Hucknall Park had been lonely since then. Now they were in London, where there were arguably too many people, and her mistress was in trouble. She pressed her forehead against the back of the door. There was no point dwelling on the past when the present was too dreadful to ignore.

Stepping out of hiding, Prue stood between the rooms. She hadn’t tried to conceal her footsteps, but Mr St Aubyn had not moved an inch. He probably thought it was Liz returning for another round of flirting—or more. 

Prying her nails from where they dug into her palm, Prue knocked on the door. 

The man started and turned around.

“Prue?” he gaped when he saw her, his hazel eyes wide and searching. “Good God, what are you doing here at an hour like this?

 

Chapter Two

Of course, the better question would have been, “How on earth did you get in?”

One moment, Nathaniel had been drifting off to sleep, hoping to find more entertainment in his dreams than he had at the Luton dinner party (they were always dreadful affairs). The next, he had hopped out of his seat in front of the fire and was staring at the most beautiful footpad in the world. 

Wiping his eyes to make sure this was not, in fact, a Claret-fuelled dream, he climbed out and over his armchair. The woman took a step back, and he held his arm out to her like she was a frightened roe deer. Her hair was the same colour as one’s hide but lighter, frizzing around her head and catching the firelight in the most delightful way. 

For a moment, he hadn’t recognised her at all. He had spoken her name on instinct, his memory working quicker than his mind. There was no mistaking her, no matter how strange it was that she was here in his home. He blinked. She was taller than he remembered, much too tall to be graceful, but she managed it anyway. She always had, his little Prudence Coade.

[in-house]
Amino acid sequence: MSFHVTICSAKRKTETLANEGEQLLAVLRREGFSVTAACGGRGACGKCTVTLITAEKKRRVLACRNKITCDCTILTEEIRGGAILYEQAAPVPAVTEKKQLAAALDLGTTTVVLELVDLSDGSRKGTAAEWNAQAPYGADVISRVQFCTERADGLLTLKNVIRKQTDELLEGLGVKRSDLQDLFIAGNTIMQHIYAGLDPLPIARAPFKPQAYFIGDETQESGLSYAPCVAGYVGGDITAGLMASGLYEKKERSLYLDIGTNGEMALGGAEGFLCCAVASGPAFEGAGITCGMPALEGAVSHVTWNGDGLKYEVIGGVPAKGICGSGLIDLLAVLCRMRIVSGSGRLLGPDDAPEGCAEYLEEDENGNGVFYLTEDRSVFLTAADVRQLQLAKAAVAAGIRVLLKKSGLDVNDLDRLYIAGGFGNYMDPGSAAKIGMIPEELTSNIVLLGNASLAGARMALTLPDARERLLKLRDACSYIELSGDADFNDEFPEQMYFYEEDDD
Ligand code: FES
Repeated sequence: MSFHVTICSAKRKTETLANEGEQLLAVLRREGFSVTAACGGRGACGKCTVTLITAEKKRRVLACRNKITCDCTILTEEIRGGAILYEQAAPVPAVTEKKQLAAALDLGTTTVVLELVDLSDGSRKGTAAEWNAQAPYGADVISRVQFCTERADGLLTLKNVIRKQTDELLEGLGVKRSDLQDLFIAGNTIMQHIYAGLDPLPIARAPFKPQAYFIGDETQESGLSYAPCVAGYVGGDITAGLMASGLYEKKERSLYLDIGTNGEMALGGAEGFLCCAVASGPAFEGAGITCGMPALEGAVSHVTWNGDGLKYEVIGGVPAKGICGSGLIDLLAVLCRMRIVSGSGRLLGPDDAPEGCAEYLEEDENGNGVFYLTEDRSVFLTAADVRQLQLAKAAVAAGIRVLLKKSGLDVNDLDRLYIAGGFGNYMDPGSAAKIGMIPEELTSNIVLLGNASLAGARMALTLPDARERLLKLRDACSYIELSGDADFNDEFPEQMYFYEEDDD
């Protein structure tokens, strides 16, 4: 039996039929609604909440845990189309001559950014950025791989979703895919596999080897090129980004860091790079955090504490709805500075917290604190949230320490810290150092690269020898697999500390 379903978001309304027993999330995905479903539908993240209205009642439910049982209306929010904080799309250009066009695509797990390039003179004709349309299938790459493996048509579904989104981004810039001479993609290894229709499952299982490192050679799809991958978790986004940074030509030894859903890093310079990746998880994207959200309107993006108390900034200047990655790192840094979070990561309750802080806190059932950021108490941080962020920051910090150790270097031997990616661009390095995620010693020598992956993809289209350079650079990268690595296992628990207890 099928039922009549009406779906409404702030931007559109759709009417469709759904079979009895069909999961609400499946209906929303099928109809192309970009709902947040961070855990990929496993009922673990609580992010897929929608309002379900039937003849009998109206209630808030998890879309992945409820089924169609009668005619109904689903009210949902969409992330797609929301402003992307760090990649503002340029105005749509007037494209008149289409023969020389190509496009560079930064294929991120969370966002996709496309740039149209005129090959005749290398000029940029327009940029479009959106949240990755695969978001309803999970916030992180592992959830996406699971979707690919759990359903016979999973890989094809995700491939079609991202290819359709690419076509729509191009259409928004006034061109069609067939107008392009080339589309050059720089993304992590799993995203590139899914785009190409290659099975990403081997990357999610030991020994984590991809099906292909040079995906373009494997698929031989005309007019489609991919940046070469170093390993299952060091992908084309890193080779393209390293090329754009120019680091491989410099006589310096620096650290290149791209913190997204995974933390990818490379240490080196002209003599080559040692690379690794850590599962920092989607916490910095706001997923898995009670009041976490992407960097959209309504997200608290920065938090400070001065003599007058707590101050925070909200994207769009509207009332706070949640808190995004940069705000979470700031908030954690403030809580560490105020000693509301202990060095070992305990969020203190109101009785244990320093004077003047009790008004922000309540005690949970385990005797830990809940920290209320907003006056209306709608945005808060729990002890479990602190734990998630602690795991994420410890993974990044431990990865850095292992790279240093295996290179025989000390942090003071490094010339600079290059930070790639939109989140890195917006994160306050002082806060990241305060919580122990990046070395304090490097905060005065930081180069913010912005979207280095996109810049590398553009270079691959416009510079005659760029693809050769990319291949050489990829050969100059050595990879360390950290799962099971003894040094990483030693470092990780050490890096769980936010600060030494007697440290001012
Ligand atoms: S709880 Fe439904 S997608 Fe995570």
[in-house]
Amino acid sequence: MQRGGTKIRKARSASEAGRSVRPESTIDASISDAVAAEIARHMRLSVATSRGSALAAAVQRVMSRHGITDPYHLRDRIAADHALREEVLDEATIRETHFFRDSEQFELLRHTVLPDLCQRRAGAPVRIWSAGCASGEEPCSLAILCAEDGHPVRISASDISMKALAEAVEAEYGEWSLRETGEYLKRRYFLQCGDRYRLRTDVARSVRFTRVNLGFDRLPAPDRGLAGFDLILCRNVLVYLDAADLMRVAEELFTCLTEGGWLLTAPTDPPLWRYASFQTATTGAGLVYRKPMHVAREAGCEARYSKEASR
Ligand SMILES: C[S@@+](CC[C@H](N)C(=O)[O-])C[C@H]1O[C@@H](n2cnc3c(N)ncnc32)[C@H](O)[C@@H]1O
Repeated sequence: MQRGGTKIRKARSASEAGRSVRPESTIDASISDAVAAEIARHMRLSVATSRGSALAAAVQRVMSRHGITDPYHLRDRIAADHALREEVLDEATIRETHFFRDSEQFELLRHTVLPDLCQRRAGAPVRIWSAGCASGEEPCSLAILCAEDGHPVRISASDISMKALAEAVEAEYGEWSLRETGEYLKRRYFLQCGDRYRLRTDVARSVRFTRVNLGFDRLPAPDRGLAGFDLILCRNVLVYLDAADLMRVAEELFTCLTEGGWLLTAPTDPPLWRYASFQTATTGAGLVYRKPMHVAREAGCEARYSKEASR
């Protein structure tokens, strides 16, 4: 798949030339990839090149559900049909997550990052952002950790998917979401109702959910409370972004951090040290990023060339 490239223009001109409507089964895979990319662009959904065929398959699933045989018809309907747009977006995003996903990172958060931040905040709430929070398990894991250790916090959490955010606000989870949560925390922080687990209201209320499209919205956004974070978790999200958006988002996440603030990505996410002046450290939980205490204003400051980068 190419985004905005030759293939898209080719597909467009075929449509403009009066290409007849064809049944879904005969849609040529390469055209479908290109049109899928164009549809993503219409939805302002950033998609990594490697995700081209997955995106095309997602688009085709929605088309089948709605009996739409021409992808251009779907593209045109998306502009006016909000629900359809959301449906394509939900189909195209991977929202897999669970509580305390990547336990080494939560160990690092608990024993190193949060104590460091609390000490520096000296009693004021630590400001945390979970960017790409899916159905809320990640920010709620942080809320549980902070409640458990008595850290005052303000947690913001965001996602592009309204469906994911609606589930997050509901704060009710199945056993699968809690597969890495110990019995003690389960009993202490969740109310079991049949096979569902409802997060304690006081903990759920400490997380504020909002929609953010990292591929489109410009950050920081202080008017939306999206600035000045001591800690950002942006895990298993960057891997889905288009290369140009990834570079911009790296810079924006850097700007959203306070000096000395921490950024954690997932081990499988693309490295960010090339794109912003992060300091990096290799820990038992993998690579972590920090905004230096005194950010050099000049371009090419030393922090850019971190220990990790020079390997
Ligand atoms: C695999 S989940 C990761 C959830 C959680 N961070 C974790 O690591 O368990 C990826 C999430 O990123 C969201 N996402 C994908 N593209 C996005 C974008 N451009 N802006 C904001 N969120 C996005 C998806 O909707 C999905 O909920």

“Prue,” he repeated, fighting a grin. “I apologise, I—” He glanced back at the fire. “I hadn’t meant to frighten you. How did you… Why have you….” Nathaniel breathed the laugh he had been trying to hold in. He knew he should have been cross, all things considered, but he had never managed anger around her. “What are you doing here?”

For a moment too long, Prue simply stared at him. Her mouth clicked open, and it was the most inviting sound. “I’m so sorry,” she said, and her voice rang with disquieting unfamiliarity. She spoke like Gwen now. The northern accent he had once loved had been erased by manner. “I know it’s madness to have barged in here, but I needed to speak with you as quickly as possible.”

Nathaniel should not have liked that. He should not have liked that at all, but he did. “About something that could not have waited until morning?” He shook his head. “Who let you in? The staff said nothing of your arrival to me.”

“Because the staff does not know, and I would like to keep it that way, sir.” Seemingly, she had resolved not to move from her spot between the doors. “I let myself in.”

“Through the front door?”

“Through an open window in the basement.”

Well, he had not expected that. There was no better name for Prudence than the one she bore. She had always been careful, dubious, and guarded, especially around him. If she had resorted to sneaking around like a common thief, then something was more than wrong. 

“While I should not encourage that sort of behaviour,” he drawled, knowing he wanted to encourage it most ardently, “I’d be telling tales if I said I wasn’t impressed, only a smidgen.” He looked her over, head to toe. She was shivering, and he imagined it had nothing to do with the night’s weather. “Come here,” he ordered, waving her forward, “toward the fire. I promise not to bite.”

She did as she was told and followed him around to the fireplace. He watched her glow in the light, unable to take his eyes off  her. He chalked it up to his surprise. As quickly as he could, Nathaniel walked over to the bench by the window and shook out a spare blanket. He returned to Prue and motioned for her to sit in the wide armchair he had been occupying. Her eyes were round and dizzyingly bright as she watched him drape the blanket over her shoulders.